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Banding the Orange-breasted Falcon in Belize
Yeray Seminario — in Orange-breasted Falcon Project    Share

I still don’t understand how some of the places we visit once and again in Belize, are not more popular and better known to the average tourist. In this globalized, fast communicating, social network world, we receive on our backlit screens, the very same pictures taken from millions of different people - the same picture, the same landscape, the same feature time after time. It seems we tend to replicate that mental image, that stereotypic picture, that for some reason has captivated our collective imagination. Thousand Foot Falls or King Vulture Falls in Belize, could easily fit in this category of iconic images, as an example of real wilderness and pristine paradise.

A male Orange-breasted Falcon
A male Orange-breasted Falcon

Maybe coincidentally or maybe not, these are probably the two best spots in the world to see the Orange-breasted Falcon. Many birders come to the Mountain Pine Ridge in Belize just to see the falcons, but in doing so, they find themselves in some beautiful and unique scenery, which makes their sighting much more valuable than the simple act of adding another species to their life list.

Today, we are at King Vulture Falls to band the chicks of the Orange-breasted Falcon pair that nests nearby. Banding these falcons is going to give us important insight into the natural history of this species, as we’ll get to learn much more about dispersion of the juveniles, survival and population size.

My co-worker and friend, Angel Muela is the expert climber on our expedition. He is the one who has most of the responsibility in carrying out this task. Marta Curti and I will try to assist him in every way possible so he can get to the nest, band the chicks and get back to the top of the cliff safely. In addition to the usual precautions when rappelling down a cliff, we must be aware and ready for bees. Africanized bees have expanded all over the region in the last decades. They sometimes build their beehives on the same cliffs that the falcons use for nesting, which adds a considerable risk when descending to the falcons’ nest. These bees are extremely defensive of their beehive and will mercilessly attack anything that gets relatively close to it. Angel himself was attacked by these bees a few years ago, and he probably survived thanks to his climbing experience, quickly responding to the attack by rappelling close to the ground, cutting the rope, jumping a considerable distance to the ground and finally running to the river nearby. He was stung more than 100 times and needed medical attention.

With all this in mind, Marta and Angel set ropes and gear on the top of the cliff while I hiked to the top of the King Vulture Falls accompanied by Flavien Daguise, manager of the Hidden Valley Inn, which has been greatly supporting our work in Belize for almost a decade now. From my position across from the cliff, I can see the nest perfectly. Communicating by radio it is my job to tell them where the nest is so they can position the ropes correctly which will guide Angel as he descends. It takes a while until everything is ready.

Angel Muela descends to the nest
Angel Muela descends to the nest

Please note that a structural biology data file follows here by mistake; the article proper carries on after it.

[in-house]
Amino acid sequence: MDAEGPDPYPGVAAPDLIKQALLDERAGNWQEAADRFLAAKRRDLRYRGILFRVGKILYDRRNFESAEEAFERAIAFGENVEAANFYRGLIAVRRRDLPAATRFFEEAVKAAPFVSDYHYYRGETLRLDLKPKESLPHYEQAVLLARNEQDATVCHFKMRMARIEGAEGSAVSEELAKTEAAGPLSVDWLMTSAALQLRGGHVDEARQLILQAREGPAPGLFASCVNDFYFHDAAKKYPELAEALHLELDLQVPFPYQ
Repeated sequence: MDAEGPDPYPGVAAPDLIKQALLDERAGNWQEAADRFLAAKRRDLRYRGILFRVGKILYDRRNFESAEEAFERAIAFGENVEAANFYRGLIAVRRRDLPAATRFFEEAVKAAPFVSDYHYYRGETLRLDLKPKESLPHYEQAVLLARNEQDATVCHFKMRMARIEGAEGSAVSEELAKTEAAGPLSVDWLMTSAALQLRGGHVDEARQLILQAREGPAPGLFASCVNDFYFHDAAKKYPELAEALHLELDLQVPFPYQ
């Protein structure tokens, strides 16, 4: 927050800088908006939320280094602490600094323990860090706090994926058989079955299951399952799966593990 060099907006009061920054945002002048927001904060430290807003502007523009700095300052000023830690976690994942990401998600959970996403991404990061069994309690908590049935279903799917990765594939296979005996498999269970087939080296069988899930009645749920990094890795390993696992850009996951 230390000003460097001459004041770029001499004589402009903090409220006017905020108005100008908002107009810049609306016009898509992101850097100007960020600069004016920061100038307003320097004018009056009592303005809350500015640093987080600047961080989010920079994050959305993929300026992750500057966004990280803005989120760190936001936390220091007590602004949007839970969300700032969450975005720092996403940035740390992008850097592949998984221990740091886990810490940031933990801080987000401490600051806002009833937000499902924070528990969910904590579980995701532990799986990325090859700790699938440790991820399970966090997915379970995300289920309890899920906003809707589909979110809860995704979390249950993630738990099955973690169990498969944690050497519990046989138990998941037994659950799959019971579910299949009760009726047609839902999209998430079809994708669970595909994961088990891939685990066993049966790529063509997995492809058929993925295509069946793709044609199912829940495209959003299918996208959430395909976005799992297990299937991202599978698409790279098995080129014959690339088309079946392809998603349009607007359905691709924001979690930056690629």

“Voy a empezar a bajar” he says in Spanish, letting me know that he is starting to go down. I can see him with my binoculars, struggling with the branches around him so he doesn’t get entangled those first meters down. Then the cliff gets steeper but he can descend faster now.

As he approaches to the nest, there is a little bit of an overhang, so he has to pull himself in to the wall to take his first step on the ledge where the falcons are nesting. I can see he is uncomfortable, but he somehow manages to stand on the ledge. The adult female falcon is not happy. Not even a second passes before she is diving and stooping at Angel, trying to intimidate what she surely thinks is a predator going for her chicks. It’s a stressful time, both for us and for the falcons. We want to be done with it as fast as possible, so the falcons don’t suffer much, but at the same time Angel needs to take his time so everything is done properly and there are no mistakes in the process. He can barely sit on the ledge, exposing most of his right side to the female who is now constantly hitting him with her talons. On one occasion the female grabbed the bee mask that Angel has to wear on top of his head at all times in case of a bee attack, and almost took off with it. While trying to avoid being scratched by the female, Angel got a hold of the chicks, so they would be secure and wouldn’t fall from the ledge. While Angel banded the chicks he relayed the codes to me over the radio so I could write them down. We were almost done.

After setting the chicks back on the nest ledge, Angel made his way slowly back up the cliff. After he was a good distance away from the nest, the female left him in peace to climb the last few feet to the top. I pick up the scope and start to hike up the fall to join them at the top of cliff.

In the end, the banding of the chicks was uneventful. Surely proper planning and experience are key to success. Everything went well and we could celebrate that we had two more banded falcons that we hope have a long, prosperous life in the tropical forests of Belize.

Find more articles about Orange-breasted Falcon, Neotropics

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